Genetic Evidence for Naturally Occurring Hybrids Between Mytilus edulis and Mytilus galloprovincialis
|Title||Genetic Evidence for Naturally Occurring Hybrids Between Mytilus edulis and Mytilus galloprovincialis|
|Publication Type||Journal Article|
|Year of Publication||1978|
|Authors||Skibinski, D. O. F., Ahmad M., & Beardmore J. A.|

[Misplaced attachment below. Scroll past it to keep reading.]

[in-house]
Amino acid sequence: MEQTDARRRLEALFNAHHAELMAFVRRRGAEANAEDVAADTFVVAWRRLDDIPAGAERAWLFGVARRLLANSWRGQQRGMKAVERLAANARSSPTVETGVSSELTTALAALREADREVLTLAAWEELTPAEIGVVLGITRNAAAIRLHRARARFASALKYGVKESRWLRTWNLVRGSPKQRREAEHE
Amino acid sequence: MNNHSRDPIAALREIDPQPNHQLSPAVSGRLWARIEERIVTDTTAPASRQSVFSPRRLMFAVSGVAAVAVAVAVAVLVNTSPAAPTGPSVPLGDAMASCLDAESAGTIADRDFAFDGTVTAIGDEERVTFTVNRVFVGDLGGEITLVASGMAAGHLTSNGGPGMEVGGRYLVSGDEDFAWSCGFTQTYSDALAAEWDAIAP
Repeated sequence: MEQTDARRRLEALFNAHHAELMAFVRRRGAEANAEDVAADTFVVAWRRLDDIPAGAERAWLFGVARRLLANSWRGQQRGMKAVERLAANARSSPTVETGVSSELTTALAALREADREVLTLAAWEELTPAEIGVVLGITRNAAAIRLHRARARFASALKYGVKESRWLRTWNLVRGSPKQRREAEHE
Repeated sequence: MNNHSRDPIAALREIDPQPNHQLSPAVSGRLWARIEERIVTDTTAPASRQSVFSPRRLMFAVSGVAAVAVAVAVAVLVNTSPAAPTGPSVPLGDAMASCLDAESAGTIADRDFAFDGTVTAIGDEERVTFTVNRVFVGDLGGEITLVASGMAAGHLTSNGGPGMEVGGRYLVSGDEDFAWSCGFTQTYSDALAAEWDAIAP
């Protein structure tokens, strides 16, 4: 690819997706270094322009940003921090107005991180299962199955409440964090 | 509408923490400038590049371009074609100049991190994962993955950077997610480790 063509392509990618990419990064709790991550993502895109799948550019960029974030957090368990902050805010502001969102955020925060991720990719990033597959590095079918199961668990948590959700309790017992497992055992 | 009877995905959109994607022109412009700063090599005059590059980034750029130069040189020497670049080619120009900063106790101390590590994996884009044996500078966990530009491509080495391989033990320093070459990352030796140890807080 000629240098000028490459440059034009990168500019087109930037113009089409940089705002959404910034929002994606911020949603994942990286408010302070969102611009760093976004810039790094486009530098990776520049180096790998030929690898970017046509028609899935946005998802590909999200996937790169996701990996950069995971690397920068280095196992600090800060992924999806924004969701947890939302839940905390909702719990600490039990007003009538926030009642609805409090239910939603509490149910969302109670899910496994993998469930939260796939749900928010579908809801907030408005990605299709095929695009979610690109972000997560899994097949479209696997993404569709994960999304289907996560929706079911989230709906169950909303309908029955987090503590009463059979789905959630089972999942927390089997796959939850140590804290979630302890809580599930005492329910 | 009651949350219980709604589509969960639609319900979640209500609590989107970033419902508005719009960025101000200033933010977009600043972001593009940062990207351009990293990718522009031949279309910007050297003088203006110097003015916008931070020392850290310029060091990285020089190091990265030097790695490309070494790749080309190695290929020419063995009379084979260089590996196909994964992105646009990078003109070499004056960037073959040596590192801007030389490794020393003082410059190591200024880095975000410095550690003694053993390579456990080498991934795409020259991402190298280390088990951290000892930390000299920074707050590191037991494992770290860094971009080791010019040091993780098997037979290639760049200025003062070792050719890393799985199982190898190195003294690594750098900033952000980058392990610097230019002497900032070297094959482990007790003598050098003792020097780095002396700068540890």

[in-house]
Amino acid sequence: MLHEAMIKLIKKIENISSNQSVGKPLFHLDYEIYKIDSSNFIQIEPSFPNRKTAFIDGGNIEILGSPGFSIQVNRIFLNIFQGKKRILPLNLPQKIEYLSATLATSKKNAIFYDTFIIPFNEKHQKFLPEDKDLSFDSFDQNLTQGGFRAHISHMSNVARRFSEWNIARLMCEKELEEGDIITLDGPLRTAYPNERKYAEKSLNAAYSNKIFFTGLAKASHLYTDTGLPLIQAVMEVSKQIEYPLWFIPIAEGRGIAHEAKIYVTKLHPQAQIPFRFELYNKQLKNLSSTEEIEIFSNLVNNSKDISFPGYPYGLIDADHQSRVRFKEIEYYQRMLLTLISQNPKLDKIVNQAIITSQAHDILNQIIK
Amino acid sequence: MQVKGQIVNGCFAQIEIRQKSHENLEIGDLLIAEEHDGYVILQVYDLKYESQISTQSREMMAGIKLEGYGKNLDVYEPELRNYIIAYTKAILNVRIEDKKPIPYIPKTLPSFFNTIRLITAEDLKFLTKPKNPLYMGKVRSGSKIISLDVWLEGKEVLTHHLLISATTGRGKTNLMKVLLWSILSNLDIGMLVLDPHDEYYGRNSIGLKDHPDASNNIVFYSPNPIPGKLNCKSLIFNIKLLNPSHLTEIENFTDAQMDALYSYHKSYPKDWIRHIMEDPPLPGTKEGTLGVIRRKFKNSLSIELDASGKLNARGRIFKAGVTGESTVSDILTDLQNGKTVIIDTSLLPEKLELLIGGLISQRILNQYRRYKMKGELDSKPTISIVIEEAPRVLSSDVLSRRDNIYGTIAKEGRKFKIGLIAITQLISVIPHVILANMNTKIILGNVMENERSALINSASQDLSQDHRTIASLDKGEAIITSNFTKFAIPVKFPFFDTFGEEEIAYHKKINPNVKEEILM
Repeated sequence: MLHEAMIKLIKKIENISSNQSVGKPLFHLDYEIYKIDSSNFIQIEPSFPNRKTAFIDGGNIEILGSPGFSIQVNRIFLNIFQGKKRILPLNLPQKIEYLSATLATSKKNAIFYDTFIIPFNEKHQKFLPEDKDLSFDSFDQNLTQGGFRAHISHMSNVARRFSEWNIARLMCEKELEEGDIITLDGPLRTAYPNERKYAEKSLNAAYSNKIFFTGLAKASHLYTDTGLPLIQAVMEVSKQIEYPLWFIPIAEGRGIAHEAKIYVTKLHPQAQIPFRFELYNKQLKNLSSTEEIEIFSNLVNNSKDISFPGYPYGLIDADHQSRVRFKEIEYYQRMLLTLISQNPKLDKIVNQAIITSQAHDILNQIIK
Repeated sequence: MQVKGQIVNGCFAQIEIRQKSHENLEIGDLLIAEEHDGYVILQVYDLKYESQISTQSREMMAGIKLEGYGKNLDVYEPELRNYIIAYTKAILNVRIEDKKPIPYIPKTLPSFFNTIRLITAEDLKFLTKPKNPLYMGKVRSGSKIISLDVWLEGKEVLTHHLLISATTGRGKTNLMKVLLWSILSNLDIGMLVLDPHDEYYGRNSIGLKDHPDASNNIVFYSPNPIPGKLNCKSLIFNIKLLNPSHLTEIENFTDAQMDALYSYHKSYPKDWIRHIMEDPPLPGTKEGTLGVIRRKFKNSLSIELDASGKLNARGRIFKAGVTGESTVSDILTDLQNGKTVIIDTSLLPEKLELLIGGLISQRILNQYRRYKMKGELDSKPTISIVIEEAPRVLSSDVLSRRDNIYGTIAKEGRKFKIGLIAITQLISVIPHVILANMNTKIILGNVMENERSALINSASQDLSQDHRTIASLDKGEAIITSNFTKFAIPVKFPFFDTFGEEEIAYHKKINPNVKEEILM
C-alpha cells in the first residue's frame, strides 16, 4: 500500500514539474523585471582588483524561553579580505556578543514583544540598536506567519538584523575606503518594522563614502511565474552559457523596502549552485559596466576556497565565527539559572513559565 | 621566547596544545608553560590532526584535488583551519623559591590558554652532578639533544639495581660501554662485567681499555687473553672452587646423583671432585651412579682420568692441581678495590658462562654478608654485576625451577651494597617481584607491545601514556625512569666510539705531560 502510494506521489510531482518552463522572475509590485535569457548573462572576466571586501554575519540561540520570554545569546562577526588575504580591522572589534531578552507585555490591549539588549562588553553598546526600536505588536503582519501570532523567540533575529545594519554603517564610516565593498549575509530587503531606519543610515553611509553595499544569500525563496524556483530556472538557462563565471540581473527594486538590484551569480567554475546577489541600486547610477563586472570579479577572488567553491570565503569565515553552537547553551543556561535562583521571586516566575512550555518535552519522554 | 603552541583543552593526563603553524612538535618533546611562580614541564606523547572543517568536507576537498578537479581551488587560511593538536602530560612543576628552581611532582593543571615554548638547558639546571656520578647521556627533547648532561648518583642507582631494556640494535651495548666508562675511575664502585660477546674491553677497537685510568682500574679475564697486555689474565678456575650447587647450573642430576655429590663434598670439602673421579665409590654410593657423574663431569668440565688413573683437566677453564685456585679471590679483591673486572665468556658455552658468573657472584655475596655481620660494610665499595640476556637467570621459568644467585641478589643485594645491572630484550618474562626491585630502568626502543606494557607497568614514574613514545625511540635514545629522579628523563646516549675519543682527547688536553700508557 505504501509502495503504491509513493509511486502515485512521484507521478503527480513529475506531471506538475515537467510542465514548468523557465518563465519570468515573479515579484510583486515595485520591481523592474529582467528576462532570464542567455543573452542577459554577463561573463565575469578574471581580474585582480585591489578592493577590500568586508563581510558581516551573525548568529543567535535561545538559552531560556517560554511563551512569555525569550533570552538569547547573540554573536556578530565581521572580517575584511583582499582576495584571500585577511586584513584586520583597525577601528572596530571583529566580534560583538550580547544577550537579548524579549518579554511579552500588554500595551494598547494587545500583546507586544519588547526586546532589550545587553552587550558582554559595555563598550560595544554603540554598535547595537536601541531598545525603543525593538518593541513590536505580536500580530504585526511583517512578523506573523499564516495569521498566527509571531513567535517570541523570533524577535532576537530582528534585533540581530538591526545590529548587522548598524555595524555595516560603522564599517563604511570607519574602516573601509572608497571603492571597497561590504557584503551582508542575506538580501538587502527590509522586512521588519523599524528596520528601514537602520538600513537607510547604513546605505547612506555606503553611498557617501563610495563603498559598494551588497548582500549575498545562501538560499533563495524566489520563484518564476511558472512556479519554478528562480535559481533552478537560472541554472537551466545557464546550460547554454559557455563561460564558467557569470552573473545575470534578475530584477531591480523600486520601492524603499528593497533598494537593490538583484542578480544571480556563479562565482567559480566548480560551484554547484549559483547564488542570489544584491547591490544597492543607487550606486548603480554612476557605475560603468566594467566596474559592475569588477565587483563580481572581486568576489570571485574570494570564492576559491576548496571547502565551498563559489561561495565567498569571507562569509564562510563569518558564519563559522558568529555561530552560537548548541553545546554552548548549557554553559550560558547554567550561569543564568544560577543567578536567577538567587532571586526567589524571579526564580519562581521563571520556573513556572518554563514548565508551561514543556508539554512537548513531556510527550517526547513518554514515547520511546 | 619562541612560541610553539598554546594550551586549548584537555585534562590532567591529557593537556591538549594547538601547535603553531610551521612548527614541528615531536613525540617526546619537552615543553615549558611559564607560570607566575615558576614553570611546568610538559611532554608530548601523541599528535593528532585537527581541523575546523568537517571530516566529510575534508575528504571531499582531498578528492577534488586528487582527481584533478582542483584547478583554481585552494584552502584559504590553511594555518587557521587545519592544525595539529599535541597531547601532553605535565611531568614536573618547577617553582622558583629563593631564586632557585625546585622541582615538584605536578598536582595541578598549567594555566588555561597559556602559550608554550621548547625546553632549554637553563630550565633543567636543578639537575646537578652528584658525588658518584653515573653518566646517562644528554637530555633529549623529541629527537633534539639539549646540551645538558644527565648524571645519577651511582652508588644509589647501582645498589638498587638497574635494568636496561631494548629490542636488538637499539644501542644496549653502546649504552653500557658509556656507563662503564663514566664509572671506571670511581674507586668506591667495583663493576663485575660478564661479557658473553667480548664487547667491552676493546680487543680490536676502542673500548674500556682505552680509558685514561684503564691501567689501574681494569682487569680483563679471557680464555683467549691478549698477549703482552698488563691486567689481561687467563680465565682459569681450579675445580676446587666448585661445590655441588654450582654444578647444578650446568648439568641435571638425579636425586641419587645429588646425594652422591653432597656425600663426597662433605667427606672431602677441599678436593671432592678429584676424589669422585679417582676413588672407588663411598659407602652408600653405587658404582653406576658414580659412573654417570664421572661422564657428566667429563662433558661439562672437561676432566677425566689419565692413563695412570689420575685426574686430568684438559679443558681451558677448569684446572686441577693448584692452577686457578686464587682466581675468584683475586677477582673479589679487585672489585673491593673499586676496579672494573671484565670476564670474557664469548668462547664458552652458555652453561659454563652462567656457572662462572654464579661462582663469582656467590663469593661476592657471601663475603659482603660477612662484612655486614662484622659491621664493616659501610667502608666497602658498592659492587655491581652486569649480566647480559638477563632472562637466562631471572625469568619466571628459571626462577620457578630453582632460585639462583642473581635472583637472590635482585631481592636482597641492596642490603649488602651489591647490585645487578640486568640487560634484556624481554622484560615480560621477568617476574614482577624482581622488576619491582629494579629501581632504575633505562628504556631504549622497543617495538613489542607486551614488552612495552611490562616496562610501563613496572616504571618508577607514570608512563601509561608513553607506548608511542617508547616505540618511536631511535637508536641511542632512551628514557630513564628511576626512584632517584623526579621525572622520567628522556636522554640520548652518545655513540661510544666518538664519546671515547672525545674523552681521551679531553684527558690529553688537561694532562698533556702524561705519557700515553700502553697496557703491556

The two mussels Mytilus edulis and M. galloprovincialis live sympatrically in southwest Engand. Data are presented for populations at Croyde in North Devon and Rock in North Cornwall which show that the two types differ greatly in allele frequencies at three polymorphic loci (esterase-D, leucine aminopeptidase-1, and phosphohexose isomerase), and that samples from the populations show large deficits of heterozygotes and strong associations of genotypes among the loci. These results are interpreted as evidence that the two types are at least partially isolated. Samples of morphologically intermediate individuals are shown to contain a large excess of genotypes heterozygous for different alleles each of which is frequent in one, but infrequent in the other, of the two types. This provides good evidence that hybridization occurs in nature. The proportion of F1 hybrids is estimated to be 5.4% and 2.1% at Croyde and Rock respectively. The results are discussed in relation to evolutionary theory concerning hybridization and speciation, genetic variation in Mytilus and the taxonomic status of M. edulis and M. galloprovincialis.